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The Editorial

Showing our weaknesses

The West is beginning to show it is vulnerable.

And people like President Putin of Russia and extremist groups like Islamic State know it.

John Benton, Editor

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Recently the defence secretary Michael Fallon warned that Russia would test Nato’s resolve in the Ukraine and that it is likely that President Putin will soon seek to destabilise the Baltic States. The tactics are subtle. Nato’s Article 5 of mutual defence in the case of invasion is circumvented by Russia supporting dissident pro-Russian groups within a state.

Meanwhile Islamic State continues to carry out atrocities with the beheading of 21 Coptic Christians in Libya and the capture of around 200 Christians in Syria. Simultaneously, Britain is embarrassed by the number of British Muslims joining Islamic State, the publicity given to three teenaged girls from London who have travelled to Syria, and the identification of ‘Jihadi John’ as Mohammed Emwazi who went to the same London school as two others who have joined Islamic terror groups.


Part of the West’s weakness of course comes down to finance. The eurozone is in trouble, with Greece defaulting on its debts and other countries near the brink. Britain is doing better than others in moving towards balancing its books, but only by making huge and ongoing cuts in Government spending, including on our armed forces. In March, General Raymond Odierno, head of the US army, warned that the cuts jeopardise Britain’s ability to fight future campaigns. Reports say the British Army is to be reduced to 50,000 – just two thirds of the capacity of Old Trafford!

War is never popular. And one cannot help thinking that, with a General Election looming in May, the Government is more concerned to curry favour with the liberal anti-war media and the large audience they influence than to take the necessary steps to strengthen our defences. Liam Fox, a former defence secretary, has indicated that he finds the commitment to ring-fence overseas aid while cutting the defence budget difficult to swallow.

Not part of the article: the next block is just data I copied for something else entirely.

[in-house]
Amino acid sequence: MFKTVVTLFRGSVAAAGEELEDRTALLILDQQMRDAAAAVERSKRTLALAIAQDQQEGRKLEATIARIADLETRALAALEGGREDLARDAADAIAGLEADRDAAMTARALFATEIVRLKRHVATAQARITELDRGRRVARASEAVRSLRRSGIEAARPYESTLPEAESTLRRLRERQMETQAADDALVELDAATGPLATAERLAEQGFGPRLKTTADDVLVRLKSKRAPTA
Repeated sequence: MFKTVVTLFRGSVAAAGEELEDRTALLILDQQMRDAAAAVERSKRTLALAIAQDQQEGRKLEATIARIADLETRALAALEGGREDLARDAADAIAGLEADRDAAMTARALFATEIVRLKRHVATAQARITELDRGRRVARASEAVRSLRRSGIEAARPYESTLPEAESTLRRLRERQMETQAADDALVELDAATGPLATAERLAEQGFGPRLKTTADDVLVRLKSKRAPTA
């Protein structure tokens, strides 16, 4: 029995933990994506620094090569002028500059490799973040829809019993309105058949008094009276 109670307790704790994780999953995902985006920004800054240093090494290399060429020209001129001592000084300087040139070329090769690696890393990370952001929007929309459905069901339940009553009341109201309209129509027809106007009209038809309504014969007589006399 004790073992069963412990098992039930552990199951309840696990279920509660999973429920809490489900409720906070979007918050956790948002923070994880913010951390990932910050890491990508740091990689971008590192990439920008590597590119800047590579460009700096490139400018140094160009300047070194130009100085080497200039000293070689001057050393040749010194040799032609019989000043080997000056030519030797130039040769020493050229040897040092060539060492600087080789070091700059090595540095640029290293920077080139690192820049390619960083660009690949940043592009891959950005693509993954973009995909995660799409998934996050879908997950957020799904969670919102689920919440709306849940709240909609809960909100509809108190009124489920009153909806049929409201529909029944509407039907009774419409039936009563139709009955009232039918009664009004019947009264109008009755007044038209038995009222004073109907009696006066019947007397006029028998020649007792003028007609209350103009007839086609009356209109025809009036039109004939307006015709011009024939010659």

Political correctness

But the real weakness of the West comes back to the lack of moral certainty and the political correctness which has been spawned by secularism. The response of the media to the support that Islamic State finds among many young Muslims in Britain would be laughable if it was not so shocking. In a PC blame culture (the bread and butter of our media) you can’t ever blame minorities so you have to blame yourself. So everyone, from the school, to the police, to the passport control at Gatwick, to the airline, has been blamed for not stopping the girls who have gone to be jihadi brides. But there has been a studious avoidance of even asking the question as to whether or not there might possibly be something wrong with Islam itself, despite the fact that a BBC poll for Radio 4’s Today programme found that more than a quarter of British Muslims sympathise with the motives of the gunmen who carried out the Charlie Hebdo massacre in Paris.

The response of many evangelical leaders, I suspect, will be to ignore all this and to say ‘our job is just to get on with evangelism and planting churches’. And that goes along with navel-gazing parochial prayer meetings simply listing the congregation’s arthritis and latest domestic upset. But we need to take very seriously prayer for our Government, or the peace of our country and the freedom to evangelise will soon be gone. I fear that we behave as if we foolishly assume Western civilisation will last forever. Thankfully God is sovereign, but remember the West is not.